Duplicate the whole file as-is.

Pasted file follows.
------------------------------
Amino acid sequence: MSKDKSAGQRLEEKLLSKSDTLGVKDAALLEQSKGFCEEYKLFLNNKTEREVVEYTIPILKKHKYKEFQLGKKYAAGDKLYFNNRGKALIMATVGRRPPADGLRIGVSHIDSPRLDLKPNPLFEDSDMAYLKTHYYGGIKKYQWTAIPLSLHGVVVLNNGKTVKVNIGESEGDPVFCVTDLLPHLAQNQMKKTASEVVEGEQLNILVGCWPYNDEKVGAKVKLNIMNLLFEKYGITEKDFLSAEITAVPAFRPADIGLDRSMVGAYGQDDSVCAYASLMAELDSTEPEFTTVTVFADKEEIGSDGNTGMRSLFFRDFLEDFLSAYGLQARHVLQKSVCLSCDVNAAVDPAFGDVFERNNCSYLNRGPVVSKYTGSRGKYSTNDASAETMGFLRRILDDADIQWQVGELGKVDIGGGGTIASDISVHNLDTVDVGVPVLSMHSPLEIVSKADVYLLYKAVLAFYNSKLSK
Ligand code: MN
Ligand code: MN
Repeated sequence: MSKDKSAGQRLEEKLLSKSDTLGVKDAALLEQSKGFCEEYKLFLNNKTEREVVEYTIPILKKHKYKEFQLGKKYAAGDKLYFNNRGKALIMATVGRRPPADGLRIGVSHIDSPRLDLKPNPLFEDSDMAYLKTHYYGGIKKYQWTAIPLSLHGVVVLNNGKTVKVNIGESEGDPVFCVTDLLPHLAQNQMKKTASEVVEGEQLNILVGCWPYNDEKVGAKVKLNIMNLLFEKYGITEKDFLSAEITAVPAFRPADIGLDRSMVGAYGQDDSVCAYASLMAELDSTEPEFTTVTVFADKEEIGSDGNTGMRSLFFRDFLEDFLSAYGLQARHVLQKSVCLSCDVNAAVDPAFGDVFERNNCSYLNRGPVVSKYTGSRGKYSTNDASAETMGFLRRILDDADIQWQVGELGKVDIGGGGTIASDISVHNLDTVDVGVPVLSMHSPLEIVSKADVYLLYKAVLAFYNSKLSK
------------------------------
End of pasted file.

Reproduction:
Amino acid sequence: MSKDKSAGQRLEEKLLSKSDTLGVKDAALLEQSKGFCEEYKLFLNNKTEREVVEYTIPILKKHKYKEFQLGKKYAAGDKLYFNNRGKALIMATVGRRPPADGLRIGVSHIDSPRLDLKPNPLFEDSDMAYLKTHYYGGIKKYQWTAIPLSLHGVVVLNNGKTVKVNIGESEGDPVFCVTDLLPHLAQNQMKKTASEVVEGEQLNILVGCWPYNDEKVGAKVKLNIMNLLFEKYGITEKDFLSAEITAVPAFRPADIGLDRSMVGAYGQDDSVCAYASLMAELDSTEPEFTTVTVFADKEEIGSDGNTGMRSLFFRDFLEDFLSAYGLQARHVLQKSVCLSCDVNAAVDPAFGDVFERNNCSYLNRGPVVSKYTGSRGKYSTNDASAETMGFLRRILDDADIQWQVGELGKVDIGGGGTIASDISVHNLDTVDVGVPVLSMHSPLEIVSKADVYLLYKAVLAFYNSKLSK
Ligand code: MN
Ligand code: MN
Repeated sequence: MSKDKSAGQRLEEKLLSKSDTLGVKDAALLEQSKGFCEEYKLFLNNKTEREVVEYTIPILKKHKYKEFQLGKKYAAGDKLYFNNRGKALIMATVGRRPPADGLRIGVSHIDSPRLDLKPNPLFEDSDMAYLKTHYYGGIKKYQWTAIPLSLHGVVVLNNGKTVKVNIGESEGDPVFCVTDLLPHLAQNQMKKTASEVVEGEQLNILVGCWPYNDEKVGAKVKLNIMNLLFEKYGITEKDFLSAEITAVPAFRPADIGLDRSMVGAYGQDDSVCAYASLMAELDSTEPEFTTVTVFADKEEIGSDGNTGMRSLFFRDFLEDFLSAYGLQARHVLQKSVCLSCDVNAAVDPAFGDVFERNNCSYLNRGPVVSKYTGSRGKYSTNDASAETMGFLRRILDDADIQWQVGELGKVDIGGGGTIASDISVHNLDTVDVGVPVLSMHSPLEIVSKADVYLLYKAVLAFYNSKLSK